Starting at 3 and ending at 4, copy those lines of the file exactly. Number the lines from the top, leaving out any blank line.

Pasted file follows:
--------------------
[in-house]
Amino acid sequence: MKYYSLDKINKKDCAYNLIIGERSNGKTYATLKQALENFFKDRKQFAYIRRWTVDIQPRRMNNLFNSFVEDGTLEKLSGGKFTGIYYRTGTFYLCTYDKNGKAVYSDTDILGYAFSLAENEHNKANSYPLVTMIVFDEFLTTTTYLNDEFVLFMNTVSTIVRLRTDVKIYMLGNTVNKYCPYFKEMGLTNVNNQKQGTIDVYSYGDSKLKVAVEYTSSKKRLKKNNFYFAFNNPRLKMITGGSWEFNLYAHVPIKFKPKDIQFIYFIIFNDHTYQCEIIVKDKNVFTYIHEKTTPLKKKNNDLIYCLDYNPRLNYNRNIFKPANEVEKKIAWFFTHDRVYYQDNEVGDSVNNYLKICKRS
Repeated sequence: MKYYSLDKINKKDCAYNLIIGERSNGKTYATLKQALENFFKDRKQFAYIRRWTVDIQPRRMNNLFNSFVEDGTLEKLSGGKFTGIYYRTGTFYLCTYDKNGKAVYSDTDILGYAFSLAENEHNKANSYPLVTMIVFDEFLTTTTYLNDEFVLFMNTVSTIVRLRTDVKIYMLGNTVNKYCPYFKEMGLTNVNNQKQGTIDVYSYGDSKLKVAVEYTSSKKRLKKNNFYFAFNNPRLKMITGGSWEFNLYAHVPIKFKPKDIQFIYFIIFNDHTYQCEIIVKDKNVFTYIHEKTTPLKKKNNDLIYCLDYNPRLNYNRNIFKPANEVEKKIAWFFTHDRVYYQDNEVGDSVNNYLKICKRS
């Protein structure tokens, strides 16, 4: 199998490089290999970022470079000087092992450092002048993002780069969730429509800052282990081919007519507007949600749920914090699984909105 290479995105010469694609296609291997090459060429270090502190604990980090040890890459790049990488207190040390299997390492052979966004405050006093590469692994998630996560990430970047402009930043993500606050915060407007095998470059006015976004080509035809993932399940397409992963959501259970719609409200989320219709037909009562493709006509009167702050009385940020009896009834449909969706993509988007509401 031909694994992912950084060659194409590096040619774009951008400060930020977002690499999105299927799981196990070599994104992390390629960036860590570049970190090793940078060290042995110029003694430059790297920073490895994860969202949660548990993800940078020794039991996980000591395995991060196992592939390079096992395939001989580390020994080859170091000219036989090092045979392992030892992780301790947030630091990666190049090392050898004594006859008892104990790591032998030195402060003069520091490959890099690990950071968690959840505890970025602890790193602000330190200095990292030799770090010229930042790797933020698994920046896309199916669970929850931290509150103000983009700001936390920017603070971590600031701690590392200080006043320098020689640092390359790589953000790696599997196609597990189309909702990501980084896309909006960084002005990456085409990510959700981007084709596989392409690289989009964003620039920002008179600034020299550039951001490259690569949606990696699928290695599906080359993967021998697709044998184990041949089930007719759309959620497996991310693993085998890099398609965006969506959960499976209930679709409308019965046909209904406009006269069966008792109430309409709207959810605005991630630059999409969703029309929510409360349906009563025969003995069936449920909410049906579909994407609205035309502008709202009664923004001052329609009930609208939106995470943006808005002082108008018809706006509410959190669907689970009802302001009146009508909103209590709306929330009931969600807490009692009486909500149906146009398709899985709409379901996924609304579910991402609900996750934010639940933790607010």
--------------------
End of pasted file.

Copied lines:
Repeated sequence: MKYYSLDKINKKDCAYNLIIGERSNGKTYATLKQALENFFKDRKQFAYIRRWTVDIQPRRMNNLFNSFVEDGTLEKLSGGKFTGIYYRTGTFYLCTYDKNGKAVYSDTDILGYAFSLAENEHNKANSYPLVTMIVFDEFLTTTTYLNDEFVLFMNTVSTIVRLRTDVKIYMLGNTVNKYCPYFKEMGLTNVNNQKQGTIDVYSYGDSKLKVAVEYTSSKKRLKKNNFYFAFNNPRLKMITGGSWEFNLYAHVPIKFKPKDIQFIYFIIFNDHTYQCEIIVKDKNVFTYIHEKTTPLKKKNNDLIYCLDYNPRLNYNRNIFKPANEVEKKIAWFFTHDRVYYQDNEVGDSVNNYLKICKRS
């Protein structure tokens, strides 16, 4: 199998490089290999970022470079000087092992450092002048993002780069969730429509800052282990081919007519507007949600749920914090699984909105 290479995105010469694609296609291997090459060429270090502190604990980090040890890459790049990488207190040390299997390492052979966004405050006093590469692994998630996560990430970047402009930043993500606050915060407007095998470059006015976004080509035809993932399940397409992963959501259970719609409200989320219709037909009562493709006509009167702050009385940020009896009834449909969706993509988007509401 031909694994992912950084060659194409590096040619774009951008400060930020977002690499999105299927799981196990070599994104992390390629960036860590570049970190090793940078060290042995110029003694430059790297920073490895994860969202949660548990993800940078020794039991996980000591395995991060196992592939390079096992395939001989580390020994080859170091000219036989090092045979392992030892992780301790947030630091990666190049090392050898004594006859008892104990790591032998030195402060003069520091490959890099690990950071968690959840505890970025602890790193602000330190200095990292030799770090010229930042790797933020698994920046896309199916669970929850931290509150103000983009700001936390920017603070971590600031701690590392200080006043320098020689640092390359790589953000790696599997196609597990189309909702990501980084896309909006960084002005990456085409990510959700981007084709596989392409690289989009964003620039920002008179600034020299550039951001490259690569949606990696699928290695599906080359993967021998697709044998184990041949089930007719759309959620497996991310693993085998890099398609965006969506959960499976209930679709409308019965046909209904406009006269069966008792109430309409709207959810605005991630630059999409969703029309929510409360349906009563025969003995069936449920909410049906579909994407609205035309502008709202009664923004001052329609009930609208939106995470943006808005002082108008018809706006509410959190669907689970009802302001009146009508909103209590709306929330009931969600807490009692009486909500149906146009398709899985709409379901996924609304579910991402609900996750934010639940933790607010």